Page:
Steve’s wrestling with the idea that he has to be this paragon of American virtue, and of course he’ll have to fake that. Sam then says the magic words which help define Steve’s MO going forward and which dictate the rest of this issue. “You’re gonna lead these men to victory. And then another victory. And another.” Sam is focused on the process, trusting that the results can only flow from that.

And that’s exactly what we see from the remainder of the issue. Sam goes home and serves as a pastor in a church, raises a family, marches, demonstrates and goes to jail for civil rights. There’s this pervasive sense of inevitability to all of it, and Sam never fails to involve himself in any of it. Even when Cap comes out of the ice, he positions himself as a spiritual and moral advisor to Steve Rogers. The rest of his life plays out as you would expect… at least, if you’ve been reading Captain America for the last couple decades.

Someday, that panel of Tony blasting Steve’s shield at pointblank range will stop being so powerful, but it’s not today.

Sam get older and the whole “vanishing point” portion of this story ends with him getting into bed, presumably to die. Did he fix everything in his long, hard life? No. But he fought to make things better, and that has to be enough. Every victory is another step in the march of progress, and no one lives to see where that march ends.

That segues into Sam handing the role of Cap back to the never-Hydra’d Steve Rogers. Ryan, I think that’s where the metaphor starts to cut the most deeply. Sam has sacrificed and fought as a symbol of American exceptionalism for a life-time and a half, and kicking the shield back to Steve feels like a call to arms, doesn’t it? The generations before us already made their sacrifices, and anything that is better now is because of them. Comics, like history, will always barrel forward. Are you ready to see Steve behind the shield again? Are you ready to see Sam move on? You think anyone else — besides Thor, who seems to be able to sense it — has any idea that Sam experienced like 70 years all at once? Also, will someone tell Miles to get the hell of the table?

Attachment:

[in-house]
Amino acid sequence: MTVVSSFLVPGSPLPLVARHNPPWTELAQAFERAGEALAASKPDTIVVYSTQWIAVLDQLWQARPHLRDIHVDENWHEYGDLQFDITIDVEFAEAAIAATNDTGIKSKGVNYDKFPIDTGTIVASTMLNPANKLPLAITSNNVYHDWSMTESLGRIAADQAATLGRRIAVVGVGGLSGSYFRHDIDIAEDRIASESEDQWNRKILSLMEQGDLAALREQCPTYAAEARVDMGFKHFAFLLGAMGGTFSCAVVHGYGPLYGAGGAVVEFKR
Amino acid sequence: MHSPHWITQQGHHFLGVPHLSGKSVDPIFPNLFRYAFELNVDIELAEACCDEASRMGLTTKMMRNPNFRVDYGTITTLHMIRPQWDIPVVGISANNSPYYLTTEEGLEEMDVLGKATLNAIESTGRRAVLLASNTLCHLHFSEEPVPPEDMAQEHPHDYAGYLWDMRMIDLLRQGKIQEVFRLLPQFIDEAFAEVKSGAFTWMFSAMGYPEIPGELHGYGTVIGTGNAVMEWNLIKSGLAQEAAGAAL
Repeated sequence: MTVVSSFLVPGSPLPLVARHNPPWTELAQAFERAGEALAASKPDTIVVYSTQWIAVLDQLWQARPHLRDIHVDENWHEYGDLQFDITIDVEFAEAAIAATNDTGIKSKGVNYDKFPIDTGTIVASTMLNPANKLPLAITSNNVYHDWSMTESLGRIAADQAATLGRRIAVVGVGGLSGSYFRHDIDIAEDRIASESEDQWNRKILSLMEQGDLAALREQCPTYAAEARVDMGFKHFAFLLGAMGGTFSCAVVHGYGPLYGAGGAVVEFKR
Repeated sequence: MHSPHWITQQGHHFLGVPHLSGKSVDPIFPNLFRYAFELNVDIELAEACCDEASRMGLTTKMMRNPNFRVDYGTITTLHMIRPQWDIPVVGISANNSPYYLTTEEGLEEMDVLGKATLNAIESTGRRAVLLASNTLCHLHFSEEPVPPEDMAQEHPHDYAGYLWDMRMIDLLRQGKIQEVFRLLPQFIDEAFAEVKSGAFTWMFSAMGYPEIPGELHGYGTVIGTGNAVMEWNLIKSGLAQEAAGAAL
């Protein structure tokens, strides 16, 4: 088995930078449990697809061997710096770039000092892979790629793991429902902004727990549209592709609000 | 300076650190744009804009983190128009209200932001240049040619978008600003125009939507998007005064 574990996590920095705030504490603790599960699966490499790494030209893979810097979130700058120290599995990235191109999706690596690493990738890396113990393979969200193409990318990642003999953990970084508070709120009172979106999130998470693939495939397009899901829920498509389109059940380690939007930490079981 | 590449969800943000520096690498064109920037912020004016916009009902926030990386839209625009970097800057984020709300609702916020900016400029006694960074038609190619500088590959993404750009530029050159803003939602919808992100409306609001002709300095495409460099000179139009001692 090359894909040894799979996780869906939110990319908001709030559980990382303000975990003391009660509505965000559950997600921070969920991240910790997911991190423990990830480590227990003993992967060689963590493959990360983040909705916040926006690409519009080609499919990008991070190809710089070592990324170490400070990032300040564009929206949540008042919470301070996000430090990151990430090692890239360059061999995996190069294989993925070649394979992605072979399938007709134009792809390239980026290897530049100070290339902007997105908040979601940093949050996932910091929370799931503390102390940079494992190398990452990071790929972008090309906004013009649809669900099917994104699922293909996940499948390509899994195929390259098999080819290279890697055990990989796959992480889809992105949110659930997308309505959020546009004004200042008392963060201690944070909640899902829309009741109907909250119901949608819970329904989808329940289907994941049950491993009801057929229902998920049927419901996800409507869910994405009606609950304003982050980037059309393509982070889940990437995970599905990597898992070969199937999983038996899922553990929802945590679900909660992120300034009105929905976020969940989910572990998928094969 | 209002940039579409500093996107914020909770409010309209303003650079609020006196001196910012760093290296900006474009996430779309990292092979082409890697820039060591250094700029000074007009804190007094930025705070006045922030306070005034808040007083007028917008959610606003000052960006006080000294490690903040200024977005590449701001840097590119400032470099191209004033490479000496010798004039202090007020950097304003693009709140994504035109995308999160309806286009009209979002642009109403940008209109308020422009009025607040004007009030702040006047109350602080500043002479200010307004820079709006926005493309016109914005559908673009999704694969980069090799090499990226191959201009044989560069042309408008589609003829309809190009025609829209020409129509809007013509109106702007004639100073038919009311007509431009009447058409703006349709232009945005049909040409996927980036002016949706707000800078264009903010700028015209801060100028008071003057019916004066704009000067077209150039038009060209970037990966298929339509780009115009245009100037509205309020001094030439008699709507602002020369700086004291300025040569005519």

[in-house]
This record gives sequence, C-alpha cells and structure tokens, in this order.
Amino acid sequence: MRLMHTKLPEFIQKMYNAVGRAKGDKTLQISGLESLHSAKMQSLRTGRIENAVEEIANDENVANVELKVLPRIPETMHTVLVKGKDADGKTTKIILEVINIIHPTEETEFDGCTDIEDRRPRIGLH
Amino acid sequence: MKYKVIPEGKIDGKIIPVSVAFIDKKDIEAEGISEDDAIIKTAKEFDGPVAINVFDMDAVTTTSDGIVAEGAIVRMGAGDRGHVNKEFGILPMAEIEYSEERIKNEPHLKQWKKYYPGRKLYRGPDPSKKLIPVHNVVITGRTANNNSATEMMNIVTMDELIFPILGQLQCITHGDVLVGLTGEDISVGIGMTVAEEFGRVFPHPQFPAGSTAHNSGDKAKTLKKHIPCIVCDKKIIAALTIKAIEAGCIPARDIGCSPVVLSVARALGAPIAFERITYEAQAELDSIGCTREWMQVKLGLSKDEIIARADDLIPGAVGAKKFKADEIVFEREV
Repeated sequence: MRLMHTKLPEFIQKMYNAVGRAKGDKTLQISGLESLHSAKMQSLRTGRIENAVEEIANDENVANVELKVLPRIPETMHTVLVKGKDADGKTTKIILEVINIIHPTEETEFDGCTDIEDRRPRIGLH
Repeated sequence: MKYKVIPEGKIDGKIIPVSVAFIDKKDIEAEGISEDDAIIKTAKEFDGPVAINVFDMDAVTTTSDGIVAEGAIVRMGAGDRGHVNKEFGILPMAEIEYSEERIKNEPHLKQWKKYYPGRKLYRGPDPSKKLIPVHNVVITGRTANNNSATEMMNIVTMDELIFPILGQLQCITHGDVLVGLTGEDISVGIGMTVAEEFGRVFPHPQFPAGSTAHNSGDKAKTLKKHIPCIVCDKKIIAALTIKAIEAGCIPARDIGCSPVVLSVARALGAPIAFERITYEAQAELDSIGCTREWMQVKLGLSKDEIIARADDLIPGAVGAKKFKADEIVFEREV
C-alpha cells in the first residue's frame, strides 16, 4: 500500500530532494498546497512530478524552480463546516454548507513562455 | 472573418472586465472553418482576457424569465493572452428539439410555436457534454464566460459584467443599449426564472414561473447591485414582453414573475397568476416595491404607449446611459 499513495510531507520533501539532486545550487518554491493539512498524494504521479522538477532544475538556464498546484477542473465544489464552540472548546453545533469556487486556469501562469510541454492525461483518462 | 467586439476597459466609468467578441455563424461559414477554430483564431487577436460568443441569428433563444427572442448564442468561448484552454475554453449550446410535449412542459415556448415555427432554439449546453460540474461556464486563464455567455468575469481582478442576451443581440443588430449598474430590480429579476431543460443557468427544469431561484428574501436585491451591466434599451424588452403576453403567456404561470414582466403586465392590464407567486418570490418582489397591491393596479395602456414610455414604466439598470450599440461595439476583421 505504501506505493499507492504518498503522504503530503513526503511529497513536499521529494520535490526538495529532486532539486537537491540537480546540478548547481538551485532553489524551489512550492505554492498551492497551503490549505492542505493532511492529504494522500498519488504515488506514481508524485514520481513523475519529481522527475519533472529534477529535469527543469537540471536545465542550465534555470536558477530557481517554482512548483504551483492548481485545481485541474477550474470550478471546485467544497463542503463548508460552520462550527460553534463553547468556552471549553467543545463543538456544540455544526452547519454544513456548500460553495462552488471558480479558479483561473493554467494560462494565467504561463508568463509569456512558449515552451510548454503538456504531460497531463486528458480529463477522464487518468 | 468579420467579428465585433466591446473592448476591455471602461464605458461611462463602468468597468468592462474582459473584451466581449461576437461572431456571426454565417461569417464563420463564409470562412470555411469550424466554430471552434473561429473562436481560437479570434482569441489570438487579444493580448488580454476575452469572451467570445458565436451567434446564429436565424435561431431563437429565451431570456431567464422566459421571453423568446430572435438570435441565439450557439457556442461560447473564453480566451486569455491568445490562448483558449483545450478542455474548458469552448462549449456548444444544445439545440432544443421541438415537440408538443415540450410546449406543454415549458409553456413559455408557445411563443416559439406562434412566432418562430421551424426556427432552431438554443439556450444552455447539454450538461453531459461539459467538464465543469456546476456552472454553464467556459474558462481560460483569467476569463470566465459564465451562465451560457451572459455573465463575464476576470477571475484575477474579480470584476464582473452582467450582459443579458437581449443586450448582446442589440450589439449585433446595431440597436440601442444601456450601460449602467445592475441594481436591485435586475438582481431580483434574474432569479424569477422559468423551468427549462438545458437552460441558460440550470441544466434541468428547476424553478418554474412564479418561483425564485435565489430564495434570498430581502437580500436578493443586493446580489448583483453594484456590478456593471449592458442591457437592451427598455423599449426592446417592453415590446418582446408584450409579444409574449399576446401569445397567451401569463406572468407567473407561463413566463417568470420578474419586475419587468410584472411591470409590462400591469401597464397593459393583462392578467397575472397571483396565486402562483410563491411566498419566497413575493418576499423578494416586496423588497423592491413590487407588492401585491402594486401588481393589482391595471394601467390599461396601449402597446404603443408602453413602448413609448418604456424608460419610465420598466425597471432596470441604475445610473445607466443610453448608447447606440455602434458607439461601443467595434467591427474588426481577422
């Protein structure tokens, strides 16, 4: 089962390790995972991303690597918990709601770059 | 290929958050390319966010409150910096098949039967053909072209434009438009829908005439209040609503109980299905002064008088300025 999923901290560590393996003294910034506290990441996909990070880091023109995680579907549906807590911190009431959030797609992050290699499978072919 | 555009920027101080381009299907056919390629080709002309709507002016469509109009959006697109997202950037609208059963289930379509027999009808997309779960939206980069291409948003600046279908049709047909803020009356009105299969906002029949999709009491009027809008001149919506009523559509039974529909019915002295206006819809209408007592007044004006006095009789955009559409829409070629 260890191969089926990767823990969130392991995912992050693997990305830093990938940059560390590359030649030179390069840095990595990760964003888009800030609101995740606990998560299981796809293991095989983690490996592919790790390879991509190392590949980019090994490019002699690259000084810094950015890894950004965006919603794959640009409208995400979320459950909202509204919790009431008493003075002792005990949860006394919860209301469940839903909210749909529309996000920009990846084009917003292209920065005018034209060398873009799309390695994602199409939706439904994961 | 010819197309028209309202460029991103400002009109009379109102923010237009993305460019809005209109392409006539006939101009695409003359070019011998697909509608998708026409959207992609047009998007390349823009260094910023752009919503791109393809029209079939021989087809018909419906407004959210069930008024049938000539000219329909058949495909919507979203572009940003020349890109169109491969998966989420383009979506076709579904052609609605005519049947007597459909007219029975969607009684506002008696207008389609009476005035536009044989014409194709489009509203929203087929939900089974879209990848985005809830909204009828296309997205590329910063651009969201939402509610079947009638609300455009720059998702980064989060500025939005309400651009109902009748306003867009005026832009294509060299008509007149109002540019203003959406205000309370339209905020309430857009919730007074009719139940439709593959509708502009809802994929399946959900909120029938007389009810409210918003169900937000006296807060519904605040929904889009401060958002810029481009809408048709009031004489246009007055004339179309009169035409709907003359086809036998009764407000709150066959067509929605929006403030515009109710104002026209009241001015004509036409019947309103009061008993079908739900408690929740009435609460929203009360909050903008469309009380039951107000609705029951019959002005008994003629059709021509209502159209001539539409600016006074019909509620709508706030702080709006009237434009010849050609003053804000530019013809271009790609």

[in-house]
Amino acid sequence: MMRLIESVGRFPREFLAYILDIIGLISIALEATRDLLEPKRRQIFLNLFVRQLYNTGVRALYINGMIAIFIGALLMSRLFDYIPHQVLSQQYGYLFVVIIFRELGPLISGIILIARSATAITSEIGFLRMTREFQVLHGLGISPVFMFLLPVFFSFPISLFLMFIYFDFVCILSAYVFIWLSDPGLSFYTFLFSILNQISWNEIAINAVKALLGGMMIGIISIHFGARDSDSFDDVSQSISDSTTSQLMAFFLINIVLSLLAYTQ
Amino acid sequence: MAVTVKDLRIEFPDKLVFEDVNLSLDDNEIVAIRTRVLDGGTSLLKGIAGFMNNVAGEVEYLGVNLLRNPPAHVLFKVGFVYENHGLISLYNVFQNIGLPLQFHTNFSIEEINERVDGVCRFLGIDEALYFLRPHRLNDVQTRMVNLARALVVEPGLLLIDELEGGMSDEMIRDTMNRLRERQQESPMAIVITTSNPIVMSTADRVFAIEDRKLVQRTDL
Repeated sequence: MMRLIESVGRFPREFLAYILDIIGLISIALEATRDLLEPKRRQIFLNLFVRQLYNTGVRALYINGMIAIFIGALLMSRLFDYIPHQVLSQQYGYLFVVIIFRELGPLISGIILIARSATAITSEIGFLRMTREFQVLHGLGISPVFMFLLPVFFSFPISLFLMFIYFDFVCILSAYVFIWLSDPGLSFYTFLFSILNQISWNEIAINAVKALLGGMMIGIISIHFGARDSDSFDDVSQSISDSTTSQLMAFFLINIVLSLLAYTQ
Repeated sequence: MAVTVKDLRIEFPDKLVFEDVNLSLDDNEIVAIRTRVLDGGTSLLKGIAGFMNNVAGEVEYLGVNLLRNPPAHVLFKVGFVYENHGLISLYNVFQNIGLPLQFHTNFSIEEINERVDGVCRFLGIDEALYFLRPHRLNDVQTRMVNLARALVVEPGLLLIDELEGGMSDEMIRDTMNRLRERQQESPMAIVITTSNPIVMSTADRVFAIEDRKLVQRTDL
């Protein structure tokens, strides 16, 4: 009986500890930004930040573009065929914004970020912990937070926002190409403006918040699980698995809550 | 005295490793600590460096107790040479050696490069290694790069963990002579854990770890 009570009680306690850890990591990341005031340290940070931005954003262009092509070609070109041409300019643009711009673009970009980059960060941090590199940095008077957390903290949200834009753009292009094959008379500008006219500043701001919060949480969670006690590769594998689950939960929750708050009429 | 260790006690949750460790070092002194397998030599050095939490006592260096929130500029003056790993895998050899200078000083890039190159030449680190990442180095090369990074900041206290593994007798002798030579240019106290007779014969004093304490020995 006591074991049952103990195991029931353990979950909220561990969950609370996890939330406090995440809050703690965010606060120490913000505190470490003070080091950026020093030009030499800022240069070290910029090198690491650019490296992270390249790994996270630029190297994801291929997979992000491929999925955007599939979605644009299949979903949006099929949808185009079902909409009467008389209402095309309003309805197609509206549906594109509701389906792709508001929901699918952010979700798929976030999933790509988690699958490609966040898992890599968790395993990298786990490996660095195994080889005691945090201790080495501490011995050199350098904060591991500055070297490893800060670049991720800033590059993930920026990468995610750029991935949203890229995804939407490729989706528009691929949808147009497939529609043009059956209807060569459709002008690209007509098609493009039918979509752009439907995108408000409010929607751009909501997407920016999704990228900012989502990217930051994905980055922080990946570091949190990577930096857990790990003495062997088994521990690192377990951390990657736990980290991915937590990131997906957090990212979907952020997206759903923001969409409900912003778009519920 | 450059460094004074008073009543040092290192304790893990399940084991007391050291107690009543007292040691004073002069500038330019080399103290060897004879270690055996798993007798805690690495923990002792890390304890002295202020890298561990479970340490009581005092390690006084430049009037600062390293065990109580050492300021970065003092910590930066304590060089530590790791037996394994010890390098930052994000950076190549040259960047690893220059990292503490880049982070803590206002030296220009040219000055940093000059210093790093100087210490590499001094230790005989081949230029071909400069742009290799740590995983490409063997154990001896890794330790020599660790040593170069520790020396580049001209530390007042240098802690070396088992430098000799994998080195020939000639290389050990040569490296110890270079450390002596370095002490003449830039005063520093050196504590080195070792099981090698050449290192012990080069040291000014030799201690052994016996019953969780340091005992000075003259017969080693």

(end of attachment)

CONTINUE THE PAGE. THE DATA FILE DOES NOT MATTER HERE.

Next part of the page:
Ryan M: Cut Miles some slack, Patrick, he is just trying to get the server’s attention since it’s been a while since her last table touch and empty waters are no one’s friend.

Slacking waitress aside, the diner scene functions as a transition between Sam’s interrogation scene and the gift he offers Steve at the end of the issue. The no-look catch of the shield is pretty badass, but the sentiment in Sam’s note is what drives the power of the moment. It’s time for Steve to return to his role and for Sam to identify his own.

The seventy years that Sam spent as Paul Jeffries allowed him to live a combination of the worlds that he had experienced. He is a soldier, a pastor like the men in his family, a father and grandfather and Captain America’s confidante. He does all of this because of the “pull” that Spencer uses as a refrain in Sam’s story. The pull is who Sam is and it exists outside of time period, politics or what outfit Sam is wearing. It’s intrinsic to him.